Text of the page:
John Hueston and Moez Kaba of Hueston Hennigan distinguished themselves this year by winning top-stakes trials for clients, including a key California opioid trial and one of the largest known trademark awards, earning them a spot on Law360’s 2022 Trials MVPs.
As a trial boutique, Hueston Hennigan LLP has teams preparing for trials throughout the year, and sometimes readying for back-to-back trials. The two say it can be hard — just “ask my husband and John’s wife,” Kaba said — but they have a method within their firm of preparing for trial, and it pans out.
Their Biggest Accomplishment Over the Past Year:
The duo’s back-to-back trials were, in themselves, a feat, they said. This summer, a California federal court confirmed an arbitration award that Hueston and Kaba won for Monster Energy Co., the energy drink maker.
Monster and a small company that sells a sweetened orange drink under the name Orange Bang had brought a dispute against the maker of Bang energy drinks, Vital Pharmaceuticals Inc. In 2010, Orange Bang Inc. settled a trademark fight with Vital, and Vital agreed to use the name “Bang” only for drinks with the amino acid creatine or drinks meant for stores’ nutritional supplement sections.
An arbitrator agreed Vital had breached the decade-old agreement and ordered it to pay $175 million to Orange Bang, plus a 5% quarterly royalty. Monster helped fund the litigation.
The trial came right after a landmark opioid case, and in that respect, “The quick sequencing of the trials has forced us to institutionalize what we think is our unique preparation and approach to trials,” Hueston said. They “bring along our associates on a fast learning curve [so they] know how outlines should be prepared and at what point,” among other skills, he said.
Other Notable Cases They Worked On:
Immediately before the Bang case, they represented Endo Pharmaceuticals in an opioid case that was of equal importance to them. A judge eventually found that four California communities failed during the landmark 2021 trial to show that four drugmakers, including Endo, were liable for an epidemic of opioid abuse. The Orange County judge rejected allegations that the companies created a “public nuisance” by flooding the communities with opioids. It was a long and grueling case, but Kaba said, “You focus entirely all of your energy on the case at hand and give it all you got.”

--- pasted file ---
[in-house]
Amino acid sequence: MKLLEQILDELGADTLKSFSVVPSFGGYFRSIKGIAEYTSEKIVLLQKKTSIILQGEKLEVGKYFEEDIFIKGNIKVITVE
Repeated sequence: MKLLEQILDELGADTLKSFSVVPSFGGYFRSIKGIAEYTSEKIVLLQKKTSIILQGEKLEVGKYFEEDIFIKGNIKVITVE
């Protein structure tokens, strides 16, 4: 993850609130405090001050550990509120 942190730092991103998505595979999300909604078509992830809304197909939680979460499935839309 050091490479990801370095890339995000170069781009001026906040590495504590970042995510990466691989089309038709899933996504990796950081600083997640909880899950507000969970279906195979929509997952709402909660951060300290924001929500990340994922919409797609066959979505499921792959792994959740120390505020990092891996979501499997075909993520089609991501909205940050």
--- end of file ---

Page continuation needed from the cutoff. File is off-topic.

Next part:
Hueston said it was never a given that they would be able to prevail. “It was a $50 billion action that, frankly, everybody thought — except for us and the client — that we would lose,” he said.
Their Advice for Less Experienced Lawyers:
Kaba said the most important thing is not to be afraid to find your voice in the courtroom.
“If you want to be a trial lawyer, you have to get up” and speak, Kaba said.
He added, “Take on the challenging legal issues, the challenging witnesses. It’s time-consuming, but it is the most rewarding way to develop your skills.”
He said that over the last year, more than half of the firm’s associates have “had speaking roles at trials, which is obviously everything we stand for.”
Their Biggest Challenge of the Last Year:
The two also said that being methodical but also ready to pivot whenever the need arises is difficult but central. Sometimes it means stepping away from family obligations or changing on the fly in a hearing with a judge.
Sometimes it even means departing one trial while it’s going on and coming back to it later. During the California opioid trial, Hueston actually had to leave for a week to go to Texas and work on an intellectual property trial.
“We made it work, and we won the trial in Texas, and I was able to rejoin,” Hueston said, coming back to relieve Kaba of the additional work he had taken on during what Hueston called the “biggest challenge of not just my last year but probably last 10 years.”
Reprinted with permission from Law360.